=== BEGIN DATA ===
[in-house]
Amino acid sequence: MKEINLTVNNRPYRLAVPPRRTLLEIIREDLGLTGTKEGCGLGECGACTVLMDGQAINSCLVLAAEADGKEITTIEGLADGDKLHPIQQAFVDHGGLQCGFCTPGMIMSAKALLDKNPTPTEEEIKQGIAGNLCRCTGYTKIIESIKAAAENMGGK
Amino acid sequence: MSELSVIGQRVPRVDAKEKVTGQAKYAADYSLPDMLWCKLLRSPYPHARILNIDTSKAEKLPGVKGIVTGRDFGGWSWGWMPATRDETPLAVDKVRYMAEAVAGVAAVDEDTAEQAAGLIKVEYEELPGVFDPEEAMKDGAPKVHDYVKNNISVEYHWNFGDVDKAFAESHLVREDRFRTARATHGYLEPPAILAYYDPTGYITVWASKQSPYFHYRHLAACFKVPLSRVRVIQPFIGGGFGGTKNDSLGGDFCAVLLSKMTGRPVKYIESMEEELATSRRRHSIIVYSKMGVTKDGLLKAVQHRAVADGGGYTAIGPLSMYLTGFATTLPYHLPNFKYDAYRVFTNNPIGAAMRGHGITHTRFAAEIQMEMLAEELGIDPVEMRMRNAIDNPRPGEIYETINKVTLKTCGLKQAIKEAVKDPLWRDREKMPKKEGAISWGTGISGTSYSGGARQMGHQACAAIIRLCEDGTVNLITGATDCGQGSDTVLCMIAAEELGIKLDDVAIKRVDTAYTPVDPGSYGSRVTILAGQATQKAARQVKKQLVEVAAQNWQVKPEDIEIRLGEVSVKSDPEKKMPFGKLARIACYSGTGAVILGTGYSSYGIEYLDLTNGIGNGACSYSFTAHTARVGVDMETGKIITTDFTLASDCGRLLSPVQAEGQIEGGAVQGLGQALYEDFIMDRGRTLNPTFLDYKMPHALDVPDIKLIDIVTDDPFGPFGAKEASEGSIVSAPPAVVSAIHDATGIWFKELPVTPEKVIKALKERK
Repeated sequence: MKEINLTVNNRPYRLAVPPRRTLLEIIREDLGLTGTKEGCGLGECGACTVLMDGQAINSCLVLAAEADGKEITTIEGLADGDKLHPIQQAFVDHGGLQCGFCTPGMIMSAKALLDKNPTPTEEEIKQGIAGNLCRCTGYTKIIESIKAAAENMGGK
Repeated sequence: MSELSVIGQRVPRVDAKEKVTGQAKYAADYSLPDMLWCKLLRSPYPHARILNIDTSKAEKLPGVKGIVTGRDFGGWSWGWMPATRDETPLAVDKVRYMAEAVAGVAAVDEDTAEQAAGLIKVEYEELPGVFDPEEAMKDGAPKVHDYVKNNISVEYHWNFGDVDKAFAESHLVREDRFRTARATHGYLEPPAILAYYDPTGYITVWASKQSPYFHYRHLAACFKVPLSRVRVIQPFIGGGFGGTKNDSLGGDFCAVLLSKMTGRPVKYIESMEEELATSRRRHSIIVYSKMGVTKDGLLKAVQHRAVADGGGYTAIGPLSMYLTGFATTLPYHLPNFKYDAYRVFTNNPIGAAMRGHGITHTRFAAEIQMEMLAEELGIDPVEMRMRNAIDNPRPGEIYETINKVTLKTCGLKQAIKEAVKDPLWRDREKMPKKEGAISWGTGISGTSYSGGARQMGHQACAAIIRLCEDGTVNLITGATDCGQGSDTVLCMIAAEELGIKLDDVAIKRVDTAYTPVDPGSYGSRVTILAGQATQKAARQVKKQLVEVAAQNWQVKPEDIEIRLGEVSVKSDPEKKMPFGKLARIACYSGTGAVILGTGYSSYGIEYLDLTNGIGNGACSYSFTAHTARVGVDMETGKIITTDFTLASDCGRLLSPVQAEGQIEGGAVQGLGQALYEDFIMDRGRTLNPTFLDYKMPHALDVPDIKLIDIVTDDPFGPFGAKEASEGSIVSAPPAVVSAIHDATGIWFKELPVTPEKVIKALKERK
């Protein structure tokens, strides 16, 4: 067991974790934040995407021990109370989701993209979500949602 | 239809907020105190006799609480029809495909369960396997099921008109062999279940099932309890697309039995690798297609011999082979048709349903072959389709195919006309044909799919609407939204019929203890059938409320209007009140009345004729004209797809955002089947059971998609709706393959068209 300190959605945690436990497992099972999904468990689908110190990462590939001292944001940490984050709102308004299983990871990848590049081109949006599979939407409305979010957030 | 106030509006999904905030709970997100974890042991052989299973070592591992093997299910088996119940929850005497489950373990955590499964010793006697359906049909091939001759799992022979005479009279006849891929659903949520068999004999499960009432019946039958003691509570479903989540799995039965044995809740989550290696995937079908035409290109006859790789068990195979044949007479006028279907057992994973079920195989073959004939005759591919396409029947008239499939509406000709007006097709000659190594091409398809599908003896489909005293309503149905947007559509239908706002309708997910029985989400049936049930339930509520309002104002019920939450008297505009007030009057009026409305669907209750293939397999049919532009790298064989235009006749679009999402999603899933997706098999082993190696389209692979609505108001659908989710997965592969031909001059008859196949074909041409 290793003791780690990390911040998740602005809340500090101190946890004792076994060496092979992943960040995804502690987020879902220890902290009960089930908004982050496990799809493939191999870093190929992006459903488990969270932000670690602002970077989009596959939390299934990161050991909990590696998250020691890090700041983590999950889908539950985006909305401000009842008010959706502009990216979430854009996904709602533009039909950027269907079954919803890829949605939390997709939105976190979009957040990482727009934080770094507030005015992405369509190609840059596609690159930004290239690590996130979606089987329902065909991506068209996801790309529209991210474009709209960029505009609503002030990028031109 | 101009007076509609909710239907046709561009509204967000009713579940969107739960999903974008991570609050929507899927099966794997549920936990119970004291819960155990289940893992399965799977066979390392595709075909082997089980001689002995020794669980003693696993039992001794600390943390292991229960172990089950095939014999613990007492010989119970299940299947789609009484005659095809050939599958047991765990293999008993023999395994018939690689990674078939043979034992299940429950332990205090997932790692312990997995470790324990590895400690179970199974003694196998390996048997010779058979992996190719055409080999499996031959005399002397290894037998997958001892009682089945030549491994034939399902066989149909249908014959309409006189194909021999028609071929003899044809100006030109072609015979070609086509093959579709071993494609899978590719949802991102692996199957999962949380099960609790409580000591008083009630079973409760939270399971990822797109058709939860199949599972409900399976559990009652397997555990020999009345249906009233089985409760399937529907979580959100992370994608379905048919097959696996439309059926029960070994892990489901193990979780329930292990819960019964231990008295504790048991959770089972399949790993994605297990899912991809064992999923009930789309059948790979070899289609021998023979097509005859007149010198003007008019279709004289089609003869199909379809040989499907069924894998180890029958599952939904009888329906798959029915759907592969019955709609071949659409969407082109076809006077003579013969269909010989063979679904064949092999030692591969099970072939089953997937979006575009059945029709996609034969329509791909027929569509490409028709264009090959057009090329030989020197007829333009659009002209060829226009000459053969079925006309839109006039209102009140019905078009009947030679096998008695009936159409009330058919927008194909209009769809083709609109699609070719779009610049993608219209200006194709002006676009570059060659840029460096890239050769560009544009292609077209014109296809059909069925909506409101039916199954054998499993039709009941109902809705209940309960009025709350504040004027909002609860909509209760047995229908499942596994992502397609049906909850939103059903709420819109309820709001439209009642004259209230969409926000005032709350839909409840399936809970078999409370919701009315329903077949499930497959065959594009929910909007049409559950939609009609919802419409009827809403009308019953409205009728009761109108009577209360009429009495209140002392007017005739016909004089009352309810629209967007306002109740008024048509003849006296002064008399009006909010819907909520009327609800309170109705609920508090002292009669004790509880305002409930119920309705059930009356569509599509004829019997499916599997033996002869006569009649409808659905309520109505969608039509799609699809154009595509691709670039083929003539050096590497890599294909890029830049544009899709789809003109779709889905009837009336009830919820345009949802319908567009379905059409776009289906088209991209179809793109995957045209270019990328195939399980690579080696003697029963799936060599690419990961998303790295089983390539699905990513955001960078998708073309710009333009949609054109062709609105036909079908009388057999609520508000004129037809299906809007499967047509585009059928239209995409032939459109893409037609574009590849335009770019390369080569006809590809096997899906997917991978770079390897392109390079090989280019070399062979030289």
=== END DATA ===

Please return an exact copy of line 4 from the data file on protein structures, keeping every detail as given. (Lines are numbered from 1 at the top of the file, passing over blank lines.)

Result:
Repeated sequence: MKEINLTVNNRPYRLAVPPRRTLLEIIREDLGLTGTKEGCGLGECGACTVLMDGQAINSCLVLAAEADGKEITTIEGLADGDKLHPIQQAFVDHGGLQCGFCTPGMIMSAKALLDKNPTPTEEEIKQGIAGNLCRCTGYTKIIESIKAAAENMGGK